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Friday, November 27, 2015

Feature Friday: Andrea Pelletier

Hi, my name is Andrea Pelletier, and my blog is Hand Pieced Creations, which can be found at I was born, raised and currently live in Winnipeg, Manitoba, Canada, right in the middle of the continent, equally far away from both beautiful coasts. That said, our province does have plenty of really nice lakes to enjoy, and a prairie sunset is second to none.

I love to make clothes, as well as other textile products/accessories, that address and solve a specific problem in a thoughtful way. I make custom designed and custom fit garments that you cannot find in mass produced fashion. I repurpose and upcycle garments and materials to give new life to textile waste otherwise destined for the landfill. I honour a traditional way of thinking about clothing, by refurbishing and reproducing vintage styles by hand and with care. 
I love experimenting with different decorative techniques such as hand embroidery and needle felting. I offer an alternative to fast fashion, and try to educate people on the harm this system causes the producing countries specifically, and the earth in general. I have started offering sewing classes to teach people to make their own clothes and do their own alterations. I want to share knowledge that is becoming obsolete, to promote self-sustainablilty, self-expression, and lessen the demand for the offshore production of disposable clothing.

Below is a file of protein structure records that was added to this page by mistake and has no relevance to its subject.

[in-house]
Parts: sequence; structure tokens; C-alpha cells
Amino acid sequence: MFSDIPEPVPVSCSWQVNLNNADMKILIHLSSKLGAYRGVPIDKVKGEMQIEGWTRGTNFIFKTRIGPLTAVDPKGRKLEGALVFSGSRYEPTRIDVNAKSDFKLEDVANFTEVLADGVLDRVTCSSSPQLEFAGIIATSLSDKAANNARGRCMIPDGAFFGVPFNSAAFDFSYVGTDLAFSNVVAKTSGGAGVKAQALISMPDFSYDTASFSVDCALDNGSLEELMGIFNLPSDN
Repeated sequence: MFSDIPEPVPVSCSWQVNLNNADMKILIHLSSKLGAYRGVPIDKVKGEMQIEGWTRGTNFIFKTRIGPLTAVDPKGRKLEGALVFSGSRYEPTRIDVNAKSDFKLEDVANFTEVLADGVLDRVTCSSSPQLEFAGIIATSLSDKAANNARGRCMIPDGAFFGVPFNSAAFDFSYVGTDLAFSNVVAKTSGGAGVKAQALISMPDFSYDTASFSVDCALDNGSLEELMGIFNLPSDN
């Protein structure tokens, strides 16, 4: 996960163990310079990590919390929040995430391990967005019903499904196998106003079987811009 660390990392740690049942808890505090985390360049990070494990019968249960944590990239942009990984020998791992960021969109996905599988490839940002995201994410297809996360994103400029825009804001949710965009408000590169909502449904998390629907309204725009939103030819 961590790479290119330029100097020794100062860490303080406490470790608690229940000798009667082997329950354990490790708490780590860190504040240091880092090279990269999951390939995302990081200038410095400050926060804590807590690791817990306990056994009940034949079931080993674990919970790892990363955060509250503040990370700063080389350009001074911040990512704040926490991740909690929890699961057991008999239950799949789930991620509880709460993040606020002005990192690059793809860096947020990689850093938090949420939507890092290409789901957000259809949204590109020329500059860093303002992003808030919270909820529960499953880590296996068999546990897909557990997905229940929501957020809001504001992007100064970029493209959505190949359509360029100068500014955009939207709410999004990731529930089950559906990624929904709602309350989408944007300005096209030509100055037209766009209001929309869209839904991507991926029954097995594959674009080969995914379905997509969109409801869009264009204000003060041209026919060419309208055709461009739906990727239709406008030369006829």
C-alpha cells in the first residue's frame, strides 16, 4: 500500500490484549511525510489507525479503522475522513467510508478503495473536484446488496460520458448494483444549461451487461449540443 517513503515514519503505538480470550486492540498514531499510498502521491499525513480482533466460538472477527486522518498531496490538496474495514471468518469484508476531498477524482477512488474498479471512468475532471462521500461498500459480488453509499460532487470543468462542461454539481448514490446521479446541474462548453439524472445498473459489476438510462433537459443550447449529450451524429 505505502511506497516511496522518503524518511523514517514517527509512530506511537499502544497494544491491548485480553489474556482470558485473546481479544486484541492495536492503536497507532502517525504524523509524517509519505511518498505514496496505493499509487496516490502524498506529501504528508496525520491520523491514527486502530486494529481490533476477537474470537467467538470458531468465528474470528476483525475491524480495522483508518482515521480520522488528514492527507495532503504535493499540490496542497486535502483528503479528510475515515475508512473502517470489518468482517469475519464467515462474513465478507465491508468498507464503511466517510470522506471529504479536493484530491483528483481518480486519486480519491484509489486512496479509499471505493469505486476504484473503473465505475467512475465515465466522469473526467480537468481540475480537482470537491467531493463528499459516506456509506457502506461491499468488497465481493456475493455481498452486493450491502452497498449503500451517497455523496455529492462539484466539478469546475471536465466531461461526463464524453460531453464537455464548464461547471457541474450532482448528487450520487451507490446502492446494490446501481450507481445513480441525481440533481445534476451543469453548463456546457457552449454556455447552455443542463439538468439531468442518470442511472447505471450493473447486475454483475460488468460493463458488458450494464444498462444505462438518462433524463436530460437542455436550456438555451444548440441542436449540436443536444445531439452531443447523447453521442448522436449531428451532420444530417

I have been sewing now for about 17 years, with no end in sight! I started my sewing practice as a teenager, when I found mass produced fashion too expensive and visually boring. I thrived in the thrift stores, finding vintage styles and wild fabrics at amazingly cheap prices. I then taught myself to sew by experimenting (and making lots of mistakes!) to alter these clothes to fit my body, learning along the way about what works and what doesn't. I also found vintage commercial patterns at the thrift stores, and gained more confidence with my sewing to start making clothes from scratch. I was pretty impatient with the process and would often slap something together without a pattern, just to have something to wear right away. I didn't mind my clothes looking imperfectly constructed, as long as they were visually interesting and fit my body. 

After high school, I attended the University of Manitoba and got my Bachelor of Human Ecology, majoring in Clothing and Textiles. This was a rich education with a holistic perspective, and gave me plenty of fuel for my personal work goals. The Faculty of Human Ecology no longer exists at the U of M, and you can read my thoughts on the matter in my blog post from July 22nd.